Shampoo Formula

I am currently working
on a natural shampoo formula and am having trouble with the formula thinning
out after a few days. I have tried making just the shampoo base and testing the
additives separately, and these have stayed a good stable viscosity. When I try to
combine all the ingredients, especially any sample that had the preservative added, it thins out after about 2 days. In addition, when I added a natural fragrance the shampoo had some separation. 

Any suggestions would be greatly appreciated


This is the formula that
I am working with:

57% Water

40% Iselux SFS (Water
(and) Sodium Lauroyl Methyl Isethionate (and) Cocamidopropyl Betaine (and)  Sodium
Cocoyl Isethionate (and) Sodium Methyl Oleoyl Taurate)

0.5% Hydrolyzed Wheat
Protein

0.5% Panthenol

1% Preservative (Gluconolactone
(and) Sodium Benzoate)

Citric Acid (50%
solution)

1% Salt

Comments

  • PerryPerry Administrator, Professional Chemist
    Did you do a salt curve analysis?  Also, what is your pH range?

    For the fragrance you probably need a solubilizer like Polysorbate 20.


  • seems you have nowhere to go except changing fragrance and preservative. That's the main reason I don't like premixes like Iselux SFS
  • By "natural fragrance" do you mean essential oils?  If so which ones?   It will be helpful to know which ones you are using as some are known to cause issues like you are having.  (percentages are not necessary)

    David
  • DavidDavid Member
    edited August 2015
    with a formula like that I would even let innospec (supplier of Iselux) do all the work and let them find a suitable fragrance and preservative
  • MarkBroussardMarkBroussard Member, Professional Chemist
    @ridabush:

    In what order are you adding the Ingredients?  If you post your process, perhaps that may give a clue.

    And, what "natural fragrance" are you using.
    Chemist/Microbiologist formulating in the Organic & Naturals arena under ECOCert/Natural Products Assn/Whole Foods/National Organic Program guidelines focused skincare & haircare products. 

    See website for details www.desertinbloomcosmeticslab.com
  • Can I use decyl glucose as my main surfactant in a formulation or do I have to use a anionic surfactant ?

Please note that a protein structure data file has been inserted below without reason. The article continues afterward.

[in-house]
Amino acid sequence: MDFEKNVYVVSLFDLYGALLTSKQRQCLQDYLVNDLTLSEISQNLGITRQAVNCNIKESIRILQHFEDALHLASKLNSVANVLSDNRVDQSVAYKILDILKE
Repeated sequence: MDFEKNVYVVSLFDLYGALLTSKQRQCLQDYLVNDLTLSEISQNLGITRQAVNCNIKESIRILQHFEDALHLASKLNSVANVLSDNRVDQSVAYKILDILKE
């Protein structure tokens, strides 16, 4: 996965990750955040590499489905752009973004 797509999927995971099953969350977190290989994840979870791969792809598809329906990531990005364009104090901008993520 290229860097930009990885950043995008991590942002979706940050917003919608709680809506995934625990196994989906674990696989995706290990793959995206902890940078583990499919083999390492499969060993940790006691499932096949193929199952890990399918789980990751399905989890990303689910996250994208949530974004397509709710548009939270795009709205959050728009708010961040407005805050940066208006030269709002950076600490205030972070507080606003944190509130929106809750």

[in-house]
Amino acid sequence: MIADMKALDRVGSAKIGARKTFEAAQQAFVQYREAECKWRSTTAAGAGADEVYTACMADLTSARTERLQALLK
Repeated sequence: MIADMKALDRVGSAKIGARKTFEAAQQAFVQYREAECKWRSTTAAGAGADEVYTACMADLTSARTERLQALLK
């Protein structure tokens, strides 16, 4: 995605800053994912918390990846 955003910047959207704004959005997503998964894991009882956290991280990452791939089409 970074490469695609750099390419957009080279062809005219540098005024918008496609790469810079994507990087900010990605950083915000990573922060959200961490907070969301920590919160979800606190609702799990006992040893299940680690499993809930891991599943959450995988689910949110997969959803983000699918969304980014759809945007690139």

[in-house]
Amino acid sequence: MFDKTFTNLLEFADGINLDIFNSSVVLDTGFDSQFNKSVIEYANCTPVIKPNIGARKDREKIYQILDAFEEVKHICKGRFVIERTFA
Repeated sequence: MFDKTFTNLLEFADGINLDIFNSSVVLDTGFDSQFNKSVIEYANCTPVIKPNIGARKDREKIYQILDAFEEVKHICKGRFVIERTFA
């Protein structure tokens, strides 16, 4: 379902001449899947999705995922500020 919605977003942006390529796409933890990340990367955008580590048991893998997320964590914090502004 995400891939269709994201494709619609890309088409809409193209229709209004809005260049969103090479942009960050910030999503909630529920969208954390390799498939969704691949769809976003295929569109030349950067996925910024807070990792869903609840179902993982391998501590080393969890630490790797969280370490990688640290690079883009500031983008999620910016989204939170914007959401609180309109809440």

• What is your pH?  It sounds like you are at the top of your salt curve.
  • Decyl glucoside usually has a very high pH and will require a lot of citric acid to neutralise. Or you could use a carboxylic acid surfactant to neutralise.
    Cosmetic Brand Creation. Concept to name to IMPI search to logo and brand registration. In-house graphic design inc. Pantone specs. Cosmetic label and box design & graphics.
  • PerryPerry Administrator, Professional Chemist
  • Interesting LOI for that product. Perry. Did you notice there are NO pH adjusters listed, despite the fact that DG is known to have very high pH? (up to 10.5 apparently)
    Cosmetic Brand Creation. Concept to name to IMPI search to logo and brand registration. In-house graphic design inc. Pantone specs. Cosmetic label and box design & graphics.
  • PerryPerry Administrator, Professional Chemist
    Yes, it seems like there should be some Citric Acid in there. The product doesn't list ingredients properly so it's likely that there is just a mistake in the label.
  • Also gluconolactone gets converted into gluconic acid when dissolved in water, which may help to drop the pH
  • I have some Iselux SFS here and have tested it pretty thoroughly. My results were that our existing sulphate-free formula foams better, has better sensorials, and costs less. I am getting back to the *original* question here.
    I'm pretty sure your preservative is causing the problem you mentioned.
    Cosmetic Brand Creation. Concept to name to IMPI search to logo and brand registration. In-house graphic design inc. Pantone specs. Cosmetic label and box design & graphics.
  • heraklitheraklit Member, PCF student
    There is a decyl glucoside with pH 3-5:  Oramix ns10
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